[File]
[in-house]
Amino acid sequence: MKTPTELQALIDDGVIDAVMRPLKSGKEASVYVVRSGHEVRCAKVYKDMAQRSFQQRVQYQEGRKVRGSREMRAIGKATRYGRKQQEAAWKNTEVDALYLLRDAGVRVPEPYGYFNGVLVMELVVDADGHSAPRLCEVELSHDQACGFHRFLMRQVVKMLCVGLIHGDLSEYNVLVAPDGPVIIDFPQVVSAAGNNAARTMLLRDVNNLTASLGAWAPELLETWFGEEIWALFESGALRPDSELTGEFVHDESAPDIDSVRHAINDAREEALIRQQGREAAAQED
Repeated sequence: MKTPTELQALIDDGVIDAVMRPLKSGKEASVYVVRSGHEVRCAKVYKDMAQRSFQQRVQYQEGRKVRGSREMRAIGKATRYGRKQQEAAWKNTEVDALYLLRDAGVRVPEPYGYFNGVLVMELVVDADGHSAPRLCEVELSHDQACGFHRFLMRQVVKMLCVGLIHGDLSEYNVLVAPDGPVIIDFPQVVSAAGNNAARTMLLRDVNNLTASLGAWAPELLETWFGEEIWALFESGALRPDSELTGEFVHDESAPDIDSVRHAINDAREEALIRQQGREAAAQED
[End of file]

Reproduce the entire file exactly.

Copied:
[in-house]
Amino acid sequence: MKTPTELQALIDDGVIDAVMRPLKSGKEASVYVVRSGHEVRCAKVYKDMAQRSFQQRVQYQEGRKVRGSREMRAIGKATRYGRKQQEAAWKNTEVDALYLLRDAGVRVPEPYGYFNGVLVMELVVDADGHSAPRLCEVELSHDQACGFHRFLMRQVVKMLCVGLIHGDLSEYNVLVAPDGPVIIDFPQVVSAAGNNAARTMLLRDVNNLTASLGAWAPELLETWFGEEIWALFESGALRPDSELTGEFVHDESAPDIDSVRHAINDAREEALIRQQGREAAAQED
Repeated sequence: MKTPTELQALIDDGVIDAVMRPLKSGKEASVYVVRSGHEVRCAKVYKDMAQRSFQQRVQYQEGRKVRGSREMRAIGKATRYGRKQQEAAWKNTEVDALYLLRDAGVRVPEPYGYFNGVLVMELVVDADGHSAPRLCEVELSHDQACGFHRFLMRQVVKMLCVGLIHGDLSEYNVLVAPDGPVIIDFPQVVSAAGNNAARTMLLRDVNNLTASLGAWAPELLETWFGEEIWALFESGALRPDSELTGEFVHDESAPDIDSVRHAINDAREEALIRQQGREAAAQED